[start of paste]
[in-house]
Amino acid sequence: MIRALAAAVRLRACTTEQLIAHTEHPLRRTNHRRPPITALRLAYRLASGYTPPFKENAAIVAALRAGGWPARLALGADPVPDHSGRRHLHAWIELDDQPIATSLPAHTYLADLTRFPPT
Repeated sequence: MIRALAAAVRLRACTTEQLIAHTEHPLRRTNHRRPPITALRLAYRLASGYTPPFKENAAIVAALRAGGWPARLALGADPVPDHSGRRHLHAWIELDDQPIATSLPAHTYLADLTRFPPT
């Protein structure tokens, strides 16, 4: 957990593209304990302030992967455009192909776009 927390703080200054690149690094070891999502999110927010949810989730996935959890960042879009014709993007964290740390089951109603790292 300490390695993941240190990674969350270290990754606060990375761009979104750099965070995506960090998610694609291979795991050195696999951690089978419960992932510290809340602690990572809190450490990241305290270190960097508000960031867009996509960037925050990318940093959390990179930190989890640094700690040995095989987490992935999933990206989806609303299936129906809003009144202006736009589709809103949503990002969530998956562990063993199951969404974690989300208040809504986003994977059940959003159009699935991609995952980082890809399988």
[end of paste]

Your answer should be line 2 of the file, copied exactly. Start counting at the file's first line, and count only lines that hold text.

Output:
Amino acid sequence: MIRALAAAVRLRACTTEQLIAHTEHPLRRTNHRRPPITALRLAYRLASGYTPPFKENAAIVAALRAGGWPARLALGADPVPDHSGRRHLHAWIELDDQPIATSLPAHTYLADLTRFPPT